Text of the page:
“In my opinion, 80 percent of the reason for going in [in 2003] had to do with oil and the war machine,” said Carsten Pfau, economist and founder of the Agri Terra Group. “The Iraq invasion wouldn’t have happened if America had its energy dependence back then.”

Trisha Curtis, president and CEO of consulting firm PetroNerds, says the Iraq war “may or may not have happened in 2003 if the U.S. oil industry was booming and production was at the levels we see today.”

“Nations typically do not go to war for one reason and one reason as simple as oil,” Curtis contends, pointing out that U.S. companies did not do well in Iraq, nor did they have a heavy or exclusive presence. “Western intervention but more importantly, political stability, which doesn’t always happen with intervention and did not in this case, usually breeds a more stable ground to bring in Western companies, but not exclusively U.S. companies.”

Still, it’s hard to ignore the fact that U.S. foreign policy has been freed of the burden of energy dependence. America has more leverage to deal with a rogue Iran, whose threat to oil supplies and the Persian Gulf has been minimized; or an aggressive Russia, whose gas-pipeline politics can be countered by LNG tankers filled with products from Pennsylvania.

Which is why some foreign policy experts are raising an eyebrow over the Biden administration’s domestic energy policy: Blocking the Keystone XL pipeline, issuing executive orders limiting U.S. production on federal lands, and declaring the U.S. will reduce carbon emissions to 50 percent of 2005 levels by 2030. It’s also notable that, as Russia rattles its saber on Ukraine’s border, President Joe Biden has pointedly avoided taking action to sanction Putin’s Nordstream 2 pipeline.

“Oil and gas are still being used and produced, but the rhetoric against it is so strong that there is a risk that investors pull out too quickly and there are global shortfalls of investment. This means that there will be lopsided production around the world and the U.S. and western nations and Asian nations will most likely be increasing their imports from the Middle East and Russia,” Curtis surmised. “The broader geopolitical issues for global oil production are the increasing likelihood that stable nations with institutions and the rule of law end up reducing oil and gas output, reducing global energy security, and increasingly relying on imports from less stable and predictable regions of the world. ”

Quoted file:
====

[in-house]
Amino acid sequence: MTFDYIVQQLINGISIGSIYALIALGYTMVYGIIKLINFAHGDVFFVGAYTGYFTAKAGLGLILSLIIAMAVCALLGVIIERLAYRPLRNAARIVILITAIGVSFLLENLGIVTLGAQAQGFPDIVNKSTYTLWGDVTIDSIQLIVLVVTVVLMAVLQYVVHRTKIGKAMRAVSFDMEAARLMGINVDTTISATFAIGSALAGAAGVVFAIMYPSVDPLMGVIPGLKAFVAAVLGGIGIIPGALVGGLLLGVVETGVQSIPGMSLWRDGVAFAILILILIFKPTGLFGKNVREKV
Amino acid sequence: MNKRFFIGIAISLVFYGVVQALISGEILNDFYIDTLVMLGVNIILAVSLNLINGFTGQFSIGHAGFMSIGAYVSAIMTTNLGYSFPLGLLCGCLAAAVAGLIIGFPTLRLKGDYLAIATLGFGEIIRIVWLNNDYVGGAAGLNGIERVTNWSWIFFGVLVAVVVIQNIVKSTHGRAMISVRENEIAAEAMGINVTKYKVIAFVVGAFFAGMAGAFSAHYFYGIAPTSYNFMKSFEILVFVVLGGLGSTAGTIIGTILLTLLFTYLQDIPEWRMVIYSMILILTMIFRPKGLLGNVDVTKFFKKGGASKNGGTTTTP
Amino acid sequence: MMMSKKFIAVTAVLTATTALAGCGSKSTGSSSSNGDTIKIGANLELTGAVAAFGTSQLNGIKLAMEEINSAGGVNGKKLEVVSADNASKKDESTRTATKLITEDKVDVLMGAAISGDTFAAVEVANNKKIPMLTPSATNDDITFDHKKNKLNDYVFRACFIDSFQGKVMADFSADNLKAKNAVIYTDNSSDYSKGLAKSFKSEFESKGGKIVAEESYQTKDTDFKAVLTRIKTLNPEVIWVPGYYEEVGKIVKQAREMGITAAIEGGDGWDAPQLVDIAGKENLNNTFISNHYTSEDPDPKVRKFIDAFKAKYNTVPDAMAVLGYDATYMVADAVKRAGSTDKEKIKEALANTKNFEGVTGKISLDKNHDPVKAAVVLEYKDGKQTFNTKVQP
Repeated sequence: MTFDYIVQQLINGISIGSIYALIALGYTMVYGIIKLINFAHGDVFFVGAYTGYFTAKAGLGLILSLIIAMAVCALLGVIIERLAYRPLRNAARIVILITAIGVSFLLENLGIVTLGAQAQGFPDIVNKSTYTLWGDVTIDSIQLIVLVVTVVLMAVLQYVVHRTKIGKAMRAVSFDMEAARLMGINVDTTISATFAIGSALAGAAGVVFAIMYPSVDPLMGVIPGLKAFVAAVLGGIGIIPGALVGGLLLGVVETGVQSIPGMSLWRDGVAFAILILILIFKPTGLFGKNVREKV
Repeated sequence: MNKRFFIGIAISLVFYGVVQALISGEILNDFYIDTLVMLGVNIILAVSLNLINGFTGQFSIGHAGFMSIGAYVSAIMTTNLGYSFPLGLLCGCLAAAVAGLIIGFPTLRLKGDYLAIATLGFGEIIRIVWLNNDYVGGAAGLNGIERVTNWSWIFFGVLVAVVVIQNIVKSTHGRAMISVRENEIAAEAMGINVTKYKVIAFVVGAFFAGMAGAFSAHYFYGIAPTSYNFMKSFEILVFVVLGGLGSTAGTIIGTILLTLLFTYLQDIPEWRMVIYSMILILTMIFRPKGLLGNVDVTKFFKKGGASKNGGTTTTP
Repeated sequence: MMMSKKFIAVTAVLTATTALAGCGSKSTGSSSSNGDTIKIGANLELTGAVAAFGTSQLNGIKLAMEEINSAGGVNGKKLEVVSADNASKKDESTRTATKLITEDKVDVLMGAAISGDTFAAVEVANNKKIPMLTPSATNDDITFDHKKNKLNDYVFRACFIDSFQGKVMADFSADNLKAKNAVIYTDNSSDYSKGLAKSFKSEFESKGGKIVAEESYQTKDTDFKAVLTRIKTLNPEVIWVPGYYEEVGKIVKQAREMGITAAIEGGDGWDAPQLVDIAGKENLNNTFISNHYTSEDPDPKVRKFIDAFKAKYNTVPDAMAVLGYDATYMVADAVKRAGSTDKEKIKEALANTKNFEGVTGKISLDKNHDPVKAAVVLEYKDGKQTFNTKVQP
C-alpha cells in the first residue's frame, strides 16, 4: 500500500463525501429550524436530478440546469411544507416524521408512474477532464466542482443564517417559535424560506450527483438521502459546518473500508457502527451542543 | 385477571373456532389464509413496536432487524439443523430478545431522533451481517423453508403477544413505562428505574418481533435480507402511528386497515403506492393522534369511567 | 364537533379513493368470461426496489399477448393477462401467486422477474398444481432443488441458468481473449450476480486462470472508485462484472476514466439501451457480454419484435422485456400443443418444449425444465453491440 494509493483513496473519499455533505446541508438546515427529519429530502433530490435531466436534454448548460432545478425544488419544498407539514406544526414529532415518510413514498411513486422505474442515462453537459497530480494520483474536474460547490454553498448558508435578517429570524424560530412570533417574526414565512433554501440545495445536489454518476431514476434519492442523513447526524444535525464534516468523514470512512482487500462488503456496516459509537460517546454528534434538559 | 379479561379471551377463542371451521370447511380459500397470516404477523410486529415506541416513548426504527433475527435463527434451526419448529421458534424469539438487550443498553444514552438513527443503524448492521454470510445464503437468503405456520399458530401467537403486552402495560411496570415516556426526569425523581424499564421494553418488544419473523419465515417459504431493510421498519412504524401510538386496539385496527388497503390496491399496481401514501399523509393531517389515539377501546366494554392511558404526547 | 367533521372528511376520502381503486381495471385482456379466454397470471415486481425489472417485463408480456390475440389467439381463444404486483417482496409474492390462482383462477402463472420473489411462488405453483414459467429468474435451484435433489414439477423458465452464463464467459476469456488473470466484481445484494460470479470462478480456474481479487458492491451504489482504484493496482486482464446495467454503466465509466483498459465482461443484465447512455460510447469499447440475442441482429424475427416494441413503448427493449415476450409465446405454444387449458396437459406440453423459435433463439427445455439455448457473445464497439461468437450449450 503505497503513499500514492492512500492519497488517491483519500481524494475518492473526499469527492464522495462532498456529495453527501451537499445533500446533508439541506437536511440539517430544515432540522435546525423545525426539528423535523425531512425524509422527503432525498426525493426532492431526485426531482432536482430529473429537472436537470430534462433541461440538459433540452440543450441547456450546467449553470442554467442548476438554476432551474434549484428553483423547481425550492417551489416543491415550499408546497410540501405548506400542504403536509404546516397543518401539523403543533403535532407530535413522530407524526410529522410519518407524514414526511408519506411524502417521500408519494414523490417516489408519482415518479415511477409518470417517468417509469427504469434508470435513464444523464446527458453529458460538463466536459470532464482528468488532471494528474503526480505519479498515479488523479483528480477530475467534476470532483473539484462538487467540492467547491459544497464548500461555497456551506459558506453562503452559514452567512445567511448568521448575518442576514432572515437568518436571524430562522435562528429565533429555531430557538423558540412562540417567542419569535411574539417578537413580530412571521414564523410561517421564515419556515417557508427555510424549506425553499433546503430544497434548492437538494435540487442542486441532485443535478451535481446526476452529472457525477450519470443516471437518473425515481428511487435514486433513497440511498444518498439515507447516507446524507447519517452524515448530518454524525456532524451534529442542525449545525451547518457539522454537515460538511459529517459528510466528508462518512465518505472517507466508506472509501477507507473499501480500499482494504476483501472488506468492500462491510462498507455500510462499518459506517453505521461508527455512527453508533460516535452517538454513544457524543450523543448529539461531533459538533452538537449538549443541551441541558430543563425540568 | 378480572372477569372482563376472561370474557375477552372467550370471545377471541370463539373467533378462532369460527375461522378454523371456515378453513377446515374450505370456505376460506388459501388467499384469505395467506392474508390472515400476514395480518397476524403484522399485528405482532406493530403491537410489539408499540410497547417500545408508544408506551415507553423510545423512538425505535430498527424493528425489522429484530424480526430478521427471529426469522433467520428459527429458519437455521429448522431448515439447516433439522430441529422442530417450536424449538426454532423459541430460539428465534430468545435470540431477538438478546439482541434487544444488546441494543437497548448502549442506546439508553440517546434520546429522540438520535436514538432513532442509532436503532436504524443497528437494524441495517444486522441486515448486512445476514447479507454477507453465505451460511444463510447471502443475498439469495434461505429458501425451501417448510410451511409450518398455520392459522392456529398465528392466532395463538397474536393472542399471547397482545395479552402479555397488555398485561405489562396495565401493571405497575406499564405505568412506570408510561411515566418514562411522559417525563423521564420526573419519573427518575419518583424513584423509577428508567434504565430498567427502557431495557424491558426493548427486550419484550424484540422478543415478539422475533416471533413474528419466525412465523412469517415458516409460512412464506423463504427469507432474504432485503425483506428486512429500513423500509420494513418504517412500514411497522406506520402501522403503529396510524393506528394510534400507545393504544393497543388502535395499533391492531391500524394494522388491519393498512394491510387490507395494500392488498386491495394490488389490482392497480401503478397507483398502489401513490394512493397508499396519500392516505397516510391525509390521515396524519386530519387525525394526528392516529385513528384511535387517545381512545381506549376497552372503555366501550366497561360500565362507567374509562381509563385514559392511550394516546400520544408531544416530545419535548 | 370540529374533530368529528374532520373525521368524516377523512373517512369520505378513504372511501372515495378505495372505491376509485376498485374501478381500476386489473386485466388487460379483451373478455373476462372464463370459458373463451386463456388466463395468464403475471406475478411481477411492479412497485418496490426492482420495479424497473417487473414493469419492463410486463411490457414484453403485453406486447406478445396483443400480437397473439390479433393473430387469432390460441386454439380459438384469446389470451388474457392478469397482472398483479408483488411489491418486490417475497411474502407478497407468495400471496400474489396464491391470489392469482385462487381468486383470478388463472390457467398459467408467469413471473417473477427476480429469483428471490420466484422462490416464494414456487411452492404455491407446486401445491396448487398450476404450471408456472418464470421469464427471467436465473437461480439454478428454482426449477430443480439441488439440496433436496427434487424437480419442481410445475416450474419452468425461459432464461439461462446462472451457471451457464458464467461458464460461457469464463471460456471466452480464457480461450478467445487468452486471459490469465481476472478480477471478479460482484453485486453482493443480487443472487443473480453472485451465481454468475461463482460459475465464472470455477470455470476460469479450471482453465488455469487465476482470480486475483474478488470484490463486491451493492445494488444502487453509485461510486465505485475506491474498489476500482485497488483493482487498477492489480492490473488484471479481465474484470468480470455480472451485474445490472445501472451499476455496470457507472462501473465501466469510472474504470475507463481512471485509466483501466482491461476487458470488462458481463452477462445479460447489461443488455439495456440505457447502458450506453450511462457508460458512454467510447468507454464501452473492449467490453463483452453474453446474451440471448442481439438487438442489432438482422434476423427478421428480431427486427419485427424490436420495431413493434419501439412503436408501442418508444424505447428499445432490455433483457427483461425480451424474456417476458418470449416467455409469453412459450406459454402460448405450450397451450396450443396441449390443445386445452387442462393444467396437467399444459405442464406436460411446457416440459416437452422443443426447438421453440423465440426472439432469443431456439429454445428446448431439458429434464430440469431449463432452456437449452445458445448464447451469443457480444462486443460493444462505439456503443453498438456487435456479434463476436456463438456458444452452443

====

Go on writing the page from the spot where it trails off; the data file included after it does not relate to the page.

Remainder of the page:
And, Curtis adds, spending trillions to build out renewables in the U.S. is, in many ways, an energy-wealth transfer to China.

“Increasing imports of renewable energy, across the supply chain of solar, wind, and battery, also exposes the U.S. to global energy insecurity and confrontations with China. China controls a vast amount of the raw material inputs for these renewable products, the bulk of the metals and minerals processing (which is very environmentally unfriendly), and the final exports of these products.”

This does not mean the U.S. will go to war for oil. It does, however, mean that peace and stability and potentially increasing fragility in the Middle East and other parts of the world could impact the U.S. and global energy security.